A call to action
Given the state’s recent history with PFAS and other water quality issues, it’s understandable that some would have strong reactions to parts of House Bill 600.
“Forever chemicals like PFAS are a serious concern. I am disappointed but not necessarily surprised that the Republican supermajority would block NCDEQ’s ability to protect the public from these carcinogens and contaminants,” Marcus said in an email to NC Health News.
Cape Fear River Watch, a Wilmington-based environmental advocacy organization, issued a call to action hours after the Judiciary Committee meeting concluded. A statement sent out to supporters reads: “Practically speaking, this amendment would mean that toxic chemicals without numeric standards (like PFAS, 1,4-dioxane, etc.) could not be limited in discharge permits — resulting in free-flowing toxic contamination.”
The organization said the provisions in the bill would be “in blatant violation of the Clean Water Act.”
“None of the permits that DEQ has issued on Chemours to this point would have been legal under this rule!!” the statement continued.
The group encourages supporters to add their names and comments to an electronic letter that Cape Fear River Watch is sending to lawmakers to express their opposition.
A break for large hog farms?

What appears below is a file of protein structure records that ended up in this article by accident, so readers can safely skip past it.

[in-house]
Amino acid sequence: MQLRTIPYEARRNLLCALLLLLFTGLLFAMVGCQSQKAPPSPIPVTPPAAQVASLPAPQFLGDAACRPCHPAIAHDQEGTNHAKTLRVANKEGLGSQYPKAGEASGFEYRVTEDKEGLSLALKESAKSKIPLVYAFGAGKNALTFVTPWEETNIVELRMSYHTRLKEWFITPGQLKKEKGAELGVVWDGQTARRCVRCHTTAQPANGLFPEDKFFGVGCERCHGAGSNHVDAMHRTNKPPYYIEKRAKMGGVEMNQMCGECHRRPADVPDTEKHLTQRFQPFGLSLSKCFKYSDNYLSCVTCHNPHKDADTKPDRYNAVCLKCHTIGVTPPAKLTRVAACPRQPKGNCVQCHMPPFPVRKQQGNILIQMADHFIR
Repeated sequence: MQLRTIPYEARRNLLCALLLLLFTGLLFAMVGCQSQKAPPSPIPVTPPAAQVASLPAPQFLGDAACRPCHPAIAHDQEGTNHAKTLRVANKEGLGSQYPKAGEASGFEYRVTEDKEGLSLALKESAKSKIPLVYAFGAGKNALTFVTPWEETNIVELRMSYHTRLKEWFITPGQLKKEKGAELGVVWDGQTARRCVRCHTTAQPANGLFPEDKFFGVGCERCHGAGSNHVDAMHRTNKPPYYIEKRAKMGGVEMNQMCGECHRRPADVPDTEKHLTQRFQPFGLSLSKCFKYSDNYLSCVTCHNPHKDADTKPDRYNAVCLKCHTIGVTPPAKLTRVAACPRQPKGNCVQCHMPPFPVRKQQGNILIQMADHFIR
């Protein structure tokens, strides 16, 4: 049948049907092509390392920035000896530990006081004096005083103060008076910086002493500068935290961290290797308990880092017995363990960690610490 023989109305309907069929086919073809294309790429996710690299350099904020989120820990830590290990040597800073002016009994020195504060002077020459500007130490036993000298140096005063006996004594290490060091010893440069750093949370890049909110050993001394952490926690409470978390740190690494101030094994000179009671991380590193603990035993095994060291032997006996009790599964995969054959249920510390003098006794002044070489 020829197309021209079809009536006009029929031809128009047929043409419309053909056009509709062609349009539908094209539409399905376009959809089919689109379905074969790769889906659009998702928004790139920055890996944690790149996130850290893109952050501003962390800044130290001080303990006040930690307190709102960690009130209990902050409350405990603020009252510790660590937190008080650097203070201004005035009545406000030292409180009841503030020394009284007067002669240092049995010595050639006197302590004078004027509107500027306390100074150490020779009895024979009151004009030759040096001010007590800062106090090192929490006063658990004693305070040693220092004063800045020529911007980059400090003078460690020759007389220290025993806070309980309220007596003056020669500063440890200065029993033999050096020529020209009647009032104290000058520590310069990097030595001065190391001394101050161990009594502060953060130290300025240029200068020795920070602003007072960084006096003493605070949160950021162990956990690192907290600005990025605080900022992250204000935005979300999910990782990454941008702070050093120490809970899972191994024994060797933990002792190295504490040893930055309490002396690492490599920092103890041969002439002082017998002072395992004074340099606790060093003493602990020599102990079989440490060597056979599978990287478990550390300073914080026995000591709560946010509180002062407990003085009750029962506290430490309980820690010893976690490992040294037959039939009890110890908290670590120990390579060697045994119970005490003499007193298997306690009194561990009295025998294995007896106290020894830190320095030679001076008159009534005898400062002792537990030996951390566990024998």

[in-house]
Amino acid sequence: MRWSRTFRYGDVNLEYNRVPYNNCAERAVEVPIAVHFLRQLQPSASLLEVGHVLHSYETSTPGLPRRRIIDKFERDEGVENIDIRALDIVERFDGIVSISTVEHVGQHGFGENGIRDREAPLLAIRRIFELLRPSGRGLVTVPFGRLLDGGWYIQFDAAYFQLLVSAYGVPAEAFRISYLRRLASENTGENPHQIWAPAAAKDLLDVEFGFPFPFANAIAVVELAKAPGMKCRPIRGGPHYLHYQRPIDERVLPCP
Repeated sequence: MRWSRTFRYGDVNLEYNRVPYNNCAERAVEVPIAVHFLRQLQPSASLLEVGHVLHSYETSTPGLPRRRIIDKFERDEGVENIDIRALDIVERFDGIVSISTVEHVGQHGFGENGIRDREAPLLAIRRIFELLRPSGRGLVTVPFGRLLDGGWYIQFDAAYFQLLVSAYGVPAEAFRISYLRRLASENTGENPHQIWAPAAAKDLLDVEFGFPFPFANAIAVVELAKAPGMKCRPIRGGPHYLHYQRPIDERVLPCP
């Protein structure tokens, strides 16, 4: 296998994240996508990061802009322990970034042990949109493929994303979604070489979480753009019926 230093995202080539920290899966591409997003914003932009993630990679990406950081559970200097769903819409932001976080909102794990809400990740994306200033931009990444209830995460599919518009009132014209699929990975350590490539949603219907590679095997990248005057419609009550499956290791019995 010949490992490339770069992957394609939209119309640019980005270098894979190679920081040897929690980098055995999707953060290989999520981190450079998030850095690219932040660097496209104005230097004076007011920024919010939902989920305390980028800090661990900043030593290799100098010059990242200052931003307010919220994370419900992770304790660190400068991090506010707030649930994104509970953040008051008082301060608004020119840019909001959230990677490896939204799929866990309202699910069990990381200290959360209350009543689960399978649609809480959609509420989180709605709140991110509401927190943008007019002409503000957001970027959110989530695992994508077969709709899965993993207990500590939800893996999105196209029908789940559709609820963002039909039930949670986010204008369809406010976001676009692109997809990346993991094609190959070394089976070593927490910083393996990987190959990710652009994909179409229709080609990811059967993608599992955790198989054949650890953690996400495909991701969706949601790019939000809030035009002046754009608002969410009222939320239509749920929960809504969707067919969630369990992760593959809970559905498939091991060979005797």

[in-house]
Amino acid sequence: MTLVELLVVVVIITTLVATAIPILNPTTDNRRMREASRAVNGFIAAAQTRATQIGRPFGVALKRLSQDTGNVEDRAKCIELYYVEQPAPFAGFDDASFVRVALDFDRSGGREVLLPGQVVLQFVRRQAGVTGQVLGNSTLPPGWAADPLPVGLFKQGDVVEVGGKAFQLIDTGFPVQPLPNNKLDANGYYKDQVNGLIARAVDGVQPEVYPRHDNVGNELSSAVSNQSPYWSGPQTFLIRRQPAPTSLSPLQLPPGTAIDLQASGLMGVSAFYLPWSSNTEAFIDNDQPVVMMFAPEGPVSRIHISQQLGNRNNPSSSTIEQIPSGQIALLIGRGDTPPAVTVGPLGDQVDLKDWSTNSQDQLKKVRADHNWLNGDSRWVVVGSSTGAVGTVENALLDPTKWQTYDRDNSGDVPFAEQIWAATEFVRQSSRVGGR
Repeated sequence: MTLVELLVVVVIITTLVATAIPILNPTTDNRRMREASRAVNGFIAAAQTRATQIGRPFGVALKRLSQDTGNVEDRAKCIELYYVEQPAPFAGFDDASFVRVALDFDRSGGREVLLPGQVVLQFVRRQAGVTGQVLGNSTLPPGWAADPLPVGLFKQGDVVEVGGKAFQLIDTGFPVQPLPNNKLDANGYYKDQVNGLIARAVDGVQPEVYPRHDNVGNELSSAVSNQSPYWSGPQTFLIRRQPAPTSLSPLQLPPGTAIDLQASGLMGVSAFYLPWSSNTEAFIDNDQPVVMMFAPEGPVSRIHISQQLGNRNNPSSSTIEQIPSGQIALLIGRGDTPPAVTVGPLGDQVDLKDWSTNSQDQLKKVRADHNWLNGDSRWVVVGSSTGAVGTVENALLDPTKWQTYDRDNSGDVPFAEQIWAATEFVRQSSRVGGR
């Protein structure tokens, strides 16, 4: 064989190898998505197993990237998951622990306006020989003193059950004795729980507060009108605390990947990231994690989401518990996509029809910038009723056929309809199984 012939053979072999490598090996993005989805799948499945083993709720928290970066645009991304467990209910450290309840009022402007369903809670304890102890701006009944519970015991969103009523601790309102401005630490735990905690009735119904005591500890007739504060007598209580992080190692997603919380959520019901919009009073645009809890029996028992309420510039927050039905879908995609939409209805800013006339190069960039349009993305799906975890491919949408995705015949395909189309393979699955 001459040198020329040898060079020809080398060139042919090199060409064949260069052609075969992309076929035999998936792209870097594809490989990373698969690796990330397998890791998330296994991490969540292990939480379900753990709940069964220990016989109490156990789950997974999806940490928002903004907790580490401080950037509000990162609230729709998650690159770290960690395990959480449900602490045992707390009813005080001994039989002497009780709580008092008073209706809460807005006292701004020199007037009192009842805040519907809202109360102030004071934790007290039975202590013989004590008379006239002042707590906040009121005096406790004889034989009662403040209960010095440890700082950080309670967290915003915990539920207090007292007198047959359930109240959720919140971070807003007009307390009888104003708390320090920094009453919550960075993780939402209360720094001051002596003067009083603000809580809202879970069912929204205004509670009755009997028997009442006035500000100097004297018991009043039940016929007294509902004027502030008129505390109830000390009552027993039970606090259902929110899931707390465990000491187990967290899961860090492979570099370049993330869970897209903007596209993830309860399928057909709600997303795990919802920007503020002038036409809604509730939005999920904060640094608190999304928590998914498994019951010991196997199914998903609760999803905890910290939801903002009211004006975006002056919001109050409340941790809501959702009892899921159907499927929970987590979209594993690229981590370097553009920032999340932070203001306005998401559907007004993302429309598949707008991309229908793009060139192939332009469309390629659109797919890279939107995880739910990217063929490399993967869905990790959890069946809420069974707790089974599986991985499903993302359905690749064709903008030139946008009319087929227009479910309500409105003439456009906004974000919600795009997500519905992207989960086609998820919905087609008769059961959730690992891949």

Marcus and others also point to issues in another section of the bill that, they argue, would weaken DEQ’s ability to enforce federal and civil rights laws on the massive hog farms that dot the landscape throughout eastern North Carolina.
The proposed bill could have a chilling effect on efforts by environmental activists and rural communities of color. They have long fought for protection from uncovered hog lagoons and spray fields, which have contaminated the environment and affected the quality of life of those who live near the massive hog farming operations.
Critics argue section 12(b)(c) is at odds with Title VI of the Civil Rights Act. Specifically, an executive order signed by former president Bill Clinton, established in 1994, “Direct[s] Federal agencies to incorporate achieving environmental justice into their mission.”
That order also requires that entities that receive federal funding “that affect human health or the environment do not directly, or through contractual or other arrangements, use criteria, methods, or practices that discriminate on the basis of race, color, or national origin.”
Sen. Norman W. Sanderson (R-Minnesott Beach), who presided over the proceedings, acknowledged that the bill has a way to go before it’s ready to be voted on. He said that he and other bill sponsors are working to make sure that environmental safeguards will not be lost.
“We are really tuned into PFAS [and] we’re still working with DEQ to make sure that they’re OK with [the bill]. So we’re not through with it yet,” Sanderson said. He noted that the bill has to get through another committee before reaching the floor of the Senate for a vote. “Conference [committee] is probably where we’re going to make the final changes.”
Sanderson admitted that addressing stakeholders’ and lawmakers’ concerns when drafting or amending legislation is challenging.
“Sometimes we’re on the same page, sometimes we’re not,” he said. “We’re just trying to do what’s right for our own state. And I think with that intent, that purpose in mind, we’re not going to put something in before its time.”